Music is evolutionary. The groovy rock music of Elvis Presley in the 1950s completely juxtaposes the psychedelic and electronic sound of Radiohead who would be popular just five decades later. The heartfelt pop ballads of The Beatles during the 1960s fully differs from the over-sexualized pop tunes of the radio in modern times. Musical genres, like taxonomic groups, have formed their own subgenres and subclasses in order for listeners to differentiate between sounds. Yet this strategy of grouping only proves effective to a certain extent. At a certain point, the characteristics of a piece of music become so diverse that multiple genres end up intertwining with one and other. In 2019, that is exactly what is occurring in the genres of
On December 3rd, 2018, 19-year-old American musical artist Lil Nas X unleashed his song “Old Town Road (I Got Horses in the Back)” from its stall. Despite its brief length, “Old Town Road” offers an atypical structure which separates it from any other musical release to cross the industry in recent years. Instead of sticking with a formulaic construction that is familiar in contemporary music, “Old Town Road” proves itself as an anomaly with its fusion of the trap and country genres. Throughout the track, the blending of sounds is made evident through the inclusion of the strumming of a banjo, heavy bass trap hits, drawn-out Southern rap vocals from Lil Nas X, and apparent Nine Inch Nails sample from their song “34 Ghost IV.” It was not until the first portion of 2019 that the song gained traction while traveling on the track of the musical airways. Popular app TikTok fueled the popularity of the song through its use in several dance challenges, prompting it to gallop up Billboard charts. In March of 2019, “Old Town Road” achieved a major feat when it simultaneously appeared on the Billboard Hot 100, Hot Country Songs, and Hot R&B/Hip-Hop Song charts. Even more, acclaimed country artist Billy Ray Cyrus saddled up onto a praised remix of the track on April 5th, 2017. Yet before “Old Town Road” could finish in first place on the Hot Country Songs chart, Billboard withdrew the song from the charts by stating that the song’s content did not qualify its placement on that chart. Upon receiving this news, the public erupted in disapproval. While the main intention of the public was to reestablish the track on the country chart, their uproar also posed a crucial question: What separates two genres when their aspects are both existent at the same time?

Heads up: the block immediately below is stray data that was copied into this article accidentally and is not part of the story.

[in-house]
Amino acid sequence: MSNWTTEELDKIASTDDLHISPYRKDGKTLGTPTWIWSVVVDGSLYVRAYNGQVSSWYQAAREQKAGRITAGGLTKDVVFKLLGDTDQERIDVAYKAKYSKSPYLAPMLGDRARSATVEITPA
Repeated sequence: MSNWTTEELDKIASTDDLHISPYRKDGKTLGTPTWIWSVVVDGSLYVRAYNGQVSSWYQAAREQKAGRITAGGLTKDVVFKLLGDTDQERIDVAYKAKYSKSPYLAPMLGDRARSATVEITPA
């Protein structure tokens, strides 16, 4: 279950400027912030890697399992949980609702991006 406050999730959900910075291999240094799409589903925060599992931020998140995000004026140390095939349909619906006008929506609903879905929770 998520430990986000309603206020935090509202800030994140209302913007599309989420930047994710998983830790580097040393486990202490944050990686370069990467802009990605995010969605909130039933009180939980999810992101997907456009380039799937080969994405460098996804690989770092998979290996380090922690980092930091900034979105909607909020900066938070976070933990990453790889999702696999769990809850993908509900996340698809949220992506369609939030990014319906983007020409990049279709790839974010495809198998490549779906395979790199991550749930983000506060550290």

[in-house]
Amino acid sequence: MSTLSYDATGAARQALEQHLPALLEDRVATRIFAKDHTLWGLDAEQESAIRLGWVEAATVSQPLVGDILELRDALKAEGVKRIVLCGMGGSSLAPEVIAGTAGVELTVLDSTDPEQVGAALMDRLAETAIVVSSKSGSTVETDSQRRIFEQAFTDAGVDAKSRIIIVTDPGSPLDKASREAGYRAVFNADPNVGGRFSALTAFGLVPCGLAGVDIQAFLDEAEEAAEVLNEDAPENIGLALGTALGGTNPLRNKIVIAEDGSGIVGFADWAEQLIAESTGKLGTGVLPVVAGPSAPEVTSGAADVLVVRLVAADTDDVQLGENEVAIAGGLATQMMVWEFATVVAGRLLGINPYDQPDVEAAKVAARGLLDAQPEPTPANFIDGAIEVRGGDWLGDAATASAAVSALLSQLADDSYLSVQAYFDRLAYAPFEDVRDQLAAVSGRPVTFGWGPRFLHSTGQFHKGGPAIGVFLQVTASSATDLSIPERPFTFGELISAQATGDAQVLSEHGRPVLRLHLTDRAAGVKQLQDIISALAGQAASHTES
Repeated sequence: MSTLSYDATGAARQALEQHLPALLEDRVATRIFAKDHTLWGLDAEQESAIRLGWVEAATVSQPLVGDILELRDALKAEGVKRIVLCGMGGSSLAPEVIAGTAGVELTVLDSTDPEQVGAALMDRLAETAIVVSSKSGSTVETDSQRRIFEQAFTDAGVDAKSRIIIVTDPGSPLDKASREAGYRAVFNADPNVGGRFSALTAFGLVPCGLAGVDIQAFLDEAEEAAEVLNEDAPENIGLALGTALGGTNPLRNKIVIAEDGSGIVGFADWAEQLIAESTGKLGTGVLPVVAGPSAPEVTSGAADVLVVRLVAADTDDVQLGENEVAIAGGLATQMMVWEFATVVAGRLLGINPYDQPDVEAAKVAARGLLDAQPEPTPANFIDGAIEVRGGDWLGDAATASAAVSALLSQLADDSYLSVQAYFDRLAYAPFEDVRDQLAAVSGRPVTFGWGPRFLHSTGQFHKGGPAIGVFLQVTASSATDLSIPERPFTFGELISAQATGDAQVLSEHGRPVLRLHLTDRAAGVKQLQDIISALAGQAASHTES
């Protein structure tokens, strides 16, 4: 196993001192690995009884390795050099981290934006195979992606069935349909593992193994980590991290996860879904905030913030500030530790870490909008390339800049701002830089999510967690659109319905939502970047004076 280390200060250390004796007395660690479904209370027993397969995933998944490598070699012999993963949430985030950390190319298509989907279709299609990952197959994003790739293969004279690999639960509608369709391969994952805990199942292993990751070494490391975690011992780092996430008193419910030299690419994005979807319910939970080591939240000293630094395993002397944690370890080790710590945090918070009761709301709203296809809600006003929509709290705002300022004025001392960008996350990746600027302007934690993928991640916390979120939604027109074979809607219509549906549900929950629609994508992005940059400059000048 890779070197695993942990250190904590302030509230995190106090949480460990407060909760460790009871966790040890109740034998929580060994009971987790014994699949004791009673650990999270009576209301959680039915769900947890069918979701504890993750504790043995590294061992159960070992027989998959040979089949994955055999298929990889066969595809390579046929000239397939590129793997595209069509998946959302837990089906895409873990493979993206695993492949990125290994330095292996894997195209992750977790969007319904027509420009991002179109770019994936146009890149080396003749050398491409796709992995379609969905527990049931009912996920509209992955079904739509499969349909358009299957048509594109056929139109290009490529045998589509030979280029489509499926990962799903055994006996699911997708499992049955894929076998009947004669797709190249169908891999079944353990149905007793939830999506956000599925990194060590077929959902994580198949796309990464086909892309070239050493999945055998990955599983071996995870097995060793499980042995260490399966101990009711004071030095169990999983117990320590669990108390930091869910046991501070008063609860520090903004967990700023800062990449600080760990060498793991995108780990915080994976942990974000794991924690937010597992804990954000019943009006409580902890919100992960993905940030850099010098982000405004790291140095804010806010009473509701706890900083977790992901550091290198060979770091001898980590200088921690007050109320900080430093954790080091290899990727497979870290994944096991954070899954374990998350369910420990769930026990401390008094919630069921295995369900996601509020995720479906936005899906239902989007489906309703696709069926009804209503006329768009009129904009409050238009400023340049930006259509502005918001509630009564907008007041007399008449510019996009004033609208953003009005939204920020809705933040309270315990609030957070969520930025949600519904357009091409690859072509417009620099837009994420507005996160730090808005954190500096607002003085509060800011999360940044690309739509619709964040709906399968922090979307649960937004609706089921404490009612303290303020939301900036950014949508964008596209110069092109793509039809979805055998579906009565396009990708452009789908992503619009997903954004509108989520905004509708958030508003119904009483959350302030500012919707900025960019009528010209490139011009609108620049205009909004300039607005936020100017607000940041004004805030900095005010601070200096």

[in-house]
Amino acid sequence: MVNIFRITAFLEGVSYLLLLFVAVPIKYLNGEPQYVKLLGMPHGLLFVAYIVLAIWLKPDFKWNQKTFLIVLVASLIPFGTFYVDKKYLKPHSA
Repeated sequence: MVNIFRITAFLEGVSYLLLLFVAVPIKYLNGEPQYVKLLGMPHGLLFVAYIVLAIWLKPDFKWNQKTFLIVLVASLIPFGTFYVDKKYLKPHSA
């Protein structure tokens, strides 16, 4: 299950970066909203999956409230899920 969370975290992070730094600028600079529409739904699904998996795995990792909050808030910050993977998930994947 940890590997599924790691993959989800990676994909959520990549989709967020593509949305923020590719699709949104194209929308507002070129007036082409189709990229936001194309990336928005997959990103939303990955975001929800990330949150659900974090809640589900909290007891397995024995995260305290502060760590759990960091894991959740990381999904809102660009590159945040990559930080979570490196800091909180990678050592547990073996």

At their core, the stylistic features of country music and trap music are polar opposites. Country music, on one hand, is about simple tradition, yet its clear tone allows itself to explore into endless variations on similar ideas. Country music originated from American Southern folk music and consisted of just guitars and fiddles. Most country songs are built around three basic chords and melodies, encouraging many different sounds ranging from honky-tonk to Western Swing. As the genre progressed into its contemporary sound, country artists slowly shifted towards a pop-oriented sound. The most prevalent country tunes of today exist within the realm of the pop genre, including songs by notable artists like Florida Georgia Line, Taylor Swift, and Carrie Underwood.